Friday, August 10, 2012

God Loves a Whiner

We are following Jesus' final approach to Jerusalem, but we had jumped over to an episode in John which had happened in Jerusalem, where Jesus said that people should believe that He is God based on the miracles that He performed. Right after that, John records that Jesus went to the region where John the Baptist had been baptizing (John 10:40-42). This is roughly in the region where we again pick up trail in Jesus' final approach to Jerusalem. In Judea, Jesus said that divorce was not OK, despite the fact that God had permitted divorce in the Law. Luke had skipped that dissertation on divorce. Instead, Luke's unique precursor to the study below was an anecdote where Jesus stopped the Pharisees' scoffing by telling them that Kingdom of God was within them. We continue now with more material unique to Luke.

God Loves a Whiner
We all get asked to do things. See this patient. Add that up. Write this report. Weld that L-bracket. Make this presentation. Etc. Etc. Depending on our tasks, our types of jobs, and our schedules, we may not fulfill a request immediately. We have got our own mental lists and plans, and when we have such a plan in place, the last thing we want is to be repeatedly reminded by the original requester until we get that task completed. To us, such nagging represents a lack of faith in our commitment to get the job done. Apparently, God is of another persuasion.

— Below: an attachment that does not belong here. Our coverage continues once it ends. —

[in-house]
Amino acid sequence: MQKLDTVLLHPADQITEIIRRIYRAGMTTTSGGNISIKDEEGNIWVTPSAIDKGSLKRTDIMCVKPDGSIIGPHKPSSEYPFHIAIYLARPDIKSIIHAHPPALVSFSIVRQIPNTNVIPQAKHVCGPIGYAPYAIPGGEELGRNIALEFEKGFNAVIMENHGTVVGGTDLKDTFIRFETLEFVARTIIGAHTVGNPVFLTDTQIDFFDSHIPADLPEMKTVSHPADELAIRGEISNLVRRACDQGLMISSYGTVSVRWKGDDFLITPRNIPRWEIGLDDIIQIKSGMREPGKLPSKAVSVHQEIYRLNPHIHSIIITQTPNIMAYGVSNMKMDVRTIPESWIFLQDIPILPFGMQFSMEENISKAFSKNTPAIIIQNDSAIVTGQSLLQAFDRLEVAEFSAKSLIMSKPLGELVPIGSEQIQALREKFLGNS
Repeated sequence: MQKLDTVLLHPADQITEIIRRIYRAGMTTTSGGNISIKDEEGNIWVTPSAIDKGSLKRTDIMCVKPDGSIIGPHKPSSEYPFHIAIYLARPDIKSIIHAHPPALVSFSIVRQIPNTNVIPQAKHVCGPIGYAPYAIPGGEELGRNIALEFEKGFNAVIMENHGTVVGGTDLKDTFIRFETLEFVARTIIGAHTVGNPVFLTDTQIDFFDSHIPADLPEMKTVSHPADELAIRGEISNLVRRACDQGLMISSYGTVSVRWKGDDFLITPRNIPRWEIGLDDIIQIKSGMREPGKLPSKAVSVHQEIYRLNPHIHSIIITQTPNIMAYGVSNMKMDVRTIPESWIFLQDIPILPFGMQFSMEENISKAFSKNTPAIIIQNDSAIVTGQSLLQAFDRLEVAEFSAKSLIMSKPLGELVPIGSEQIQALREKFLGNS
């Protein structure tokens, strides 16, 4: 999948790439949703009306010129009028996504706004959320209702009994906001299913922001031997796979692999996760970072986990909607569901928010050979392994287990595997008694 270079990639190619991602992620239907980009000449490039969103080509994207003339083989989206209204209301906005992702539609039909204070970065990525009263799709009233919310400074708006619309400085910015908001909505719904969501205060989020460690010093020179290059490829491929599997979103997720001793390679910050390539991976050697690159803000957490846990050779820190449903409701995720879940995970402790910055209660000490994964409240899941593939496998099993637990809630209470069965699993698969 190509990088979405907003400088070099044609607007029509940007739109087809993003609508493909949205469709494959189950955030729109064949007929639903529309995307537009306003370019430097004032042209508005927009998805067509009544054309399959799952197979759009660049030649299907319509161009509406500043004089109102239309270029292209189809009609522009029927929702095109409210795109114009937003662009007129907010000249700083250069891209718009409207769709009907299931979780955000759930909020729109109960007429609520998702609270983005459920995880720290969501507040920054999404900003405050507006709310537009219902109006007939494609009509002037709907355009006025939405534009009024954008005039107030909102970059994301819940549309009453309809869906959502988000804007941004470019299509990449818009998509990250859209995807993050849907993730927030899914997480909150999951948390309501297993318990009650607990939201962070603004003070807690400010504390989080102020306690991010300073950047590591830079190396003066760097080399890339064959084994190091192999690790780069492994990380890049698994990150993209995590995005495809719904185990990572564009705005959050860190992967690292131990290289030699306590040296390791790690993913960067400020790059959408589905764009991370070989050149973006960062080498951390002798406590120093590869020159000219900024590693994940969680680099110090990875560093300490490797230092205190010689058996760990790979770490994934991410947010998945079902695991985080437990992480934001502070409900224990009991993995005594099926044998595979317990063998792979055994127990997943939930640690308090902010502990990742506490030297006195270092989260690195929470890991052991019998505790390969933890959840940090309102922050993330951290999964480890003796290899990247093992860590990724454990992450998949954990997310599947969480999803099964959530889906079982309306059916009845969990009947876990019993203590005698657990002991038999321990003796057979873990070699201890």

In Luke 18:1-8, we have a parable from Jesus with a rather odd beginning. It begins with an explanation of its purpose, a protocol not found in any other Gospel. The purpose can be seen in Luke 18:1:

Then Jesus told His disciples a parable to show them that they should always pray and not give up. NIV

So that is the purpose, but let us come back to that in a moment. The parable goes like this:

There was a ruler who did not care about providing justice to anyone. However, a widow kept nagging him over and over again to bring justice against her adversary, so the ruler provided her justice just to stop her nagging. Jesus explained that God is much better than such an unjust ruler, and that He will provide justice swiftly for those who cry out to Him. However, will Jesus find anyone with faith when He returns? (My paraphrase)

That last part deserves a closer look. So here is Luke 18:8:

"I tell you, [God] will see that they get justice, and quickly. However, when the Son of Man comes, will He find faith on the earth?" NIV

It may be tempting to bundle this mention of swift justice to the final Judgement fated for all of mankind, and to call this yet another reference to the then-soon-coming Apocalypse, based on the mention of the return of Jesus, but that does not appear to be the case when Luke's writing is considered more fully.

Luke, more than any other Gospel writer, emphasized prayer. Matthew used "pray words" (pray, prayer, praying, etc.) 17 times, Mark used them 12 times, Luke used them 27 times, and John used them least of all; only 7 times in his Gospel. It is widely thought that the author of Luke also wrote Acts, and within Acts "pray words" are used 33 more times. Furthermore, Acts emphasized the power of prayer and the direct and timely answering of it in episodes such as Acts 4:23-31.